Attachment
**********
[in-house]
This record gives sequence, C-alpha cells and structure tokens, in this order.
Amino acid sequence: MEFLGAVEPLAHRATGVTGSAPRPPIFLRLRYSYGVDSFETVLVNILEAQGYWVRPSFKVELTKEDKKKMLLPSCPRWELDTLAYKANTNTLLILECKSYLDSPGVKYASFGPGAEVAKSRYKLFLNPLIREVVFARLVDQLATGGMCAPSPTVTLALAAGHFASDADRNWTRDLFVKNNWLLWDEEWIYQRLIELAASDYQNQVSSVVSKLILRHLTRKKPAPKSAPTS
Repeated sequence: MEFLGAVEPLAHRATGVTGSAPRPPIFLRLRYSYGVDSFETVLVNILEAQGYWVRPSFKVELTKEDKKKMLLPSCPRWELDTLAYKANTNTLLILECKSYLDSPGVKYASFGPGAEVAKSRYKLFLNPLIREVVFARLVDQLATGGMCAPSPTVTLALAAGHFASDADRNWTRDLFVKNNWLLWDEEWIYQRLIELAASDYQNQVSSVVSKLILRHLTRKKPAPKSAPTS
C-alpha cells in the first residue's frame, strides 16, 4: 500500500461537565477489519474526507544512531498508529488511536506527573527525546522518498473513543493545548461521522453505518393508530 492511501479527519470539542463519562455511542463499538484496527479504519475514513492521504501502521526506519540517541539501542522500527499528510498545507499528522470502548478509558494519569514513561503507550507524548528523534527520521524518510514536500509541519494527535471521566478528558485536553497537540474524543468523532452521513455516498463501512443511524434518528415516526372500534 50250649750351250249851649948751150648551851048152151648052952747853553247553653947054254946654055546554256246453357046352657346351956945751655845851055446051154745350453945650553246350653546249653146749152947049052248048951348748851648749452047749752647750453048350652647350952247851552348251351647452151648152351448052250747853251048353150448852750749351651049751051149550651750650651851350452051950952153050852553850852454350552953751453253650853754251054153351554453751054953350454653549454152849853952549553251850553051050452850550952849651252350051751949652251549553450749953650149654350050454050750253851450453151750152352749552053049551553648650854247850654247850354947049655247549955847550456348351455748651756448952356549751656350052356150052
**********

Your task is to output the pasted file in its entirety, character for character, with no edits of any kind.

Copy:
[in-house]
This record gives sequence, C-alpha cells and structure tokens, in this order.
Amino acid sequence: MEFLGAVEPLAHRATGVTGSAPRPPIFLRLRYSYGVDSFETVLVNILEAQGYWVRPSFKVELTKEDKKKMLLPSCPRWELDTLAYKANTNTLLILECKSYLDSPGVKYASFGPGAEVAKSRYKLFLNPLIREVVFARLVDQLATGGMCAPSPTVTLALAAGHFASDADRNWTRDLFVKNNWLLWDEEWIYQRLIELAASDYQNQVSSVVSKLILRHLTRKKPAPKSAPTS
Repeated sequence: MEFLGAVEPLAHRATGVTGSAPRPPIFLRLRYSYGVDSFETVLVNILEAQGYWVRPSFKVELTKEDKKKMLLPSCPRWELDTLAYKANTNTLLILECKSYLDSPGVKYASFGPGAEVAKSRYKLFLNPLIREVVFARLVDQLATGGMCAPSPTVTLALAAGHFASDADRNWTRDLFVKNNWLLWDEEWIYQRLIELAASDYQNQVSSVVSKLILRHLTRKKPAPKSAPTS
C-alpha cells in the first residue's frame, strides 16, 4: 500500500461537565477489519474526507544512531498508529488511536506527573527525546522518498473513543493545548461521522453505518393508530 492511501479527519470539542463519562455511542463499538484496527479504519475514513492521504501502521526506519540517541539501542522500527499528510498545507499528522470502548478509558494519569514513561503507550507524548528523534527520521524518510514536500509541519494527535471521566478528558485536553497537540474524543468523532452521513455516498463501512443511524434518528415516526372500534 50250649750351250249851649948751150648551851048152151648052952747853553247553653947054254946654055546554256246453357046352657346351956945751655845851055446051154745350453945650553246350653546249653146749152947049052248048951348748851648749452047749752647750453048350652647350952247851552348251351647452151648152351448052250747853251048353150448852750749351651049751051149550651750650651851350452051950952153050852553850852454350552953751453253650853754251054153351554453751054953350454653549454152849853952549553251850553051050452850550952849651252350051751949652251549553450749953650149654350050454050750253851450453151750152352749552053049551553648650854247850654247850354947049655247549955847550456348351455748651756448952356549751656350052356150052